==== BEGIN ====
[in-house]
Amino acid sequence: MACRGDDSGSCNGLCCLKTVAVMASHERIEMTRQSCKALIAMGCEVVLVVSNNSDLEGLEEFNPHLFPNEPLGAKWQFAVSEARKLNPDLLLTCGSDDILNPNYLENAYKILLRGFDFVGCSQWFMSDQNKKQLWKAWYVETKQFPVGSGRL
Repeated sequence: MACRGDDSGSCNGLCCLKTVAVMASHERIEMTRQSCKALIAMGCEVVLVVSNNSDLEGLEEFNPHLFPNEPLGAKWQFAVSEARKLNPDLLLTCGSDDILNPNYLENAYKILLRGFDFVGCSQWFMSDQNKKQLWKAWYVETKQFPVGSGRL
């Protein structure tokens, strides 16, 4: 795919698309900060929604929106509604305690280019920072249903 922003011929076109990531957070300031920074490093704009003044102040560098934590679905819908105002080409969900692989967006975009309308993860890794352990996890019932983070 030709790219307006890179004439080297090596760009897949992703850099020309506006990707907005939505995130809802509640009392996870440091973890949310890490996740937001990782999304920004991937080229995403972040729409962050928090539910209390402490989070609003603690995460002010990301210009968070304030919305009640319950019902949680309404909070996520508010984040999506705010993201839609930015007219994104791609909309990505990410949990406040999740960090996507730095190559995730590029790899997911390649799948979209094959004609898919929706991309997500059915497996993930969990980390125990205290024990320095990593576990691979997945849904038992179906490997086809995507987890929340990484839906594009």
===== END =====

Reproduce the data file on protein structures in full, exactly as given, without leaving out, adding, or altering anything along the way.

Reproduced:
[in-house]
Amino acid sequence: MACRGDDSGSCNGLCCLKTVAVMASHERIEMTRQSCKALIAMGCEVVLVVSNNSDLEGLEEFNPHLFPNEPLGAKWQFAVSEARKLNPDLLLTCGSDDILNPNYLENAYKILLRGFDFVGCSQWFMSDQNKKQLWKAWYVETKQFPVGSGRL
Repeated sequence: MACRGDDSGSCNGLCCLKTVAVMASHERIEMTRQSCKALIAMGCEVVLVVSNNSDLEGLEEFNPHLFPNEPLGAKWQFAVSEARKLNPDLLLTCGSDDILNPNYLENAYKILLRGFDFVGCSQWFMSDQNKKQLWKAWYVETKQFPVGSGRL
């Protein structure tokens, strides 16, 4: 795919698309900060929604929106509604305690280019920072249903 922003011929076109990531957070300031920074490093704009003044102040560098934590679905819908105002080409969900692989967006975009309308993860890794352990996890019932983070 030709790219307006890179004439080297090596760009897949992703850099020309506006990707907005939505995130809802509640009392996870440091973890949310890490996740937001990782999304920004991937080229995403972040729409962050928090539910209390402490989070609003603690995460002010990301210009968070304030919305009640319950019902949680309404909070996520508010984040999506705010993201839609930015007219994104791609909309990505990410949990406040999740960090996507730095190559995730590029790899997911390649799948979209094959004609898919929706991309997500059915497996993930969990980390125990205290024990320095990593576990691979997945849904038992179906490997086809995507987890929340990484839906594009």